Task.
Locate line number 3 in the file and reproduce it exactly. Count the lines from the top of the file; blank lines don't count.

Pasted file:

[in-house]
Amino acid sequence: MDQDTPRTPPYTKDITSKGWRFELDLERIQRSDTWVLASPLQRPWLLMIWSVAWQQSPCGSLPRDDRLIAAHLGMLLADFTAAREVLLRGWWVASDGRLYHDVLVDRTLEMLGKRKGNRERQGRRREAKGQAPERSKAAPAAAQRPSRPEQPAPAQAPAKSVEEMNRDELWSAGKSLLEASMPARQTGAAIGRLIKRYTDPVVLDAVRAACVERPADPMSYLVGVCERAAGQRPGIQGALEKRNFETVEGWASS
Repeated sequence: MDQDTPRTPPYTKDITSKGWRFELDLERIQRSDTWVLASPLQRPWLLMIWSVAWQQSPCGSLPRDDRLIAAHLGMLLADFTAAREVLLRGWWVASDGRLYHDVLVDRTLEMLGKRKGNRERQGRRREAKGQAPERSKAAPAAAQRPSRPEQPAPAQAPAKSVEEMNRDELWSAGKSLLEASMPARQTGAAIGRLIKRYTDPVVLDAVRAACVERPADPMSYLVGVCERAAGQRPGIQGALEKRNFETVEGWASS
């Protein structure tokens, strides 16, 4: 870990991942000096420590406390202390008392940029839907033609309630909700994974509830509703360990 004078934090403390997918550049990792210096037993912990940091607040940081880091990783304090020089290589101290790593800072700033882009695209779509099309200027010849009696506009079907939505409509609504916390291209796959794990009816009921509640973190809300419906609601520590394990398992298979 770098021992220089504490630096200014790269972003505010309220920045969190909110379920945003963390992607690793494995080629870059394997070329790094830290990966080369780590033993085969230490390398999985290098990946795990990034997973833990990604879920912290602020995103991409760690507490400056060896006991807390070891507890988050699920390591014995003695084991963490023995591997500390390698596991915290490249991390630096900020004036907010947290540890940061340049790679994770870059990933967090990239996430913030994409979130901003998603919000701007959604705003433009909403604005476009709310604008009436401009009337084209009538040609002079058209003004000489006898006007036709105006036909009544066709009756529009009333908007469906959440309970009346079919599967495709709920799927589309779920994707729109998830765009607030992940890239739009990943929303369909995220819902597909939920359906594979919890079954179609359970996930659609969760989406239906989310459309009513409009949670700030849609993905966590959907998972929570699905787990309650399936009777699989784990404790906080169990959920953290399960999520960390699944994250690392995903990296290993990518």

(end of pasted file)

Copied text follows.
Repeated sequence: MDQDTPRTPPYTKDITSKGWRFELDLERIQRSDTWVLASPLQRPWLLMIWSVAWQQSPCGSLPRDDRLIAAHLGMLLADFTAAREVLLRGWWVASDGRLYHDVLVDRTLEMLGKRKGNRERQGRRREAKGQAPERSKAAPAAAQRPSRPEQPAPAQAPAKSVEEMNRDELWSAGKSLLEASMPARQTGAAIGRLIKRYTDPVVLDAVRAACVERPADPMSYLVGVCERAAGQRPGIQGALEKRNFETVEGWASS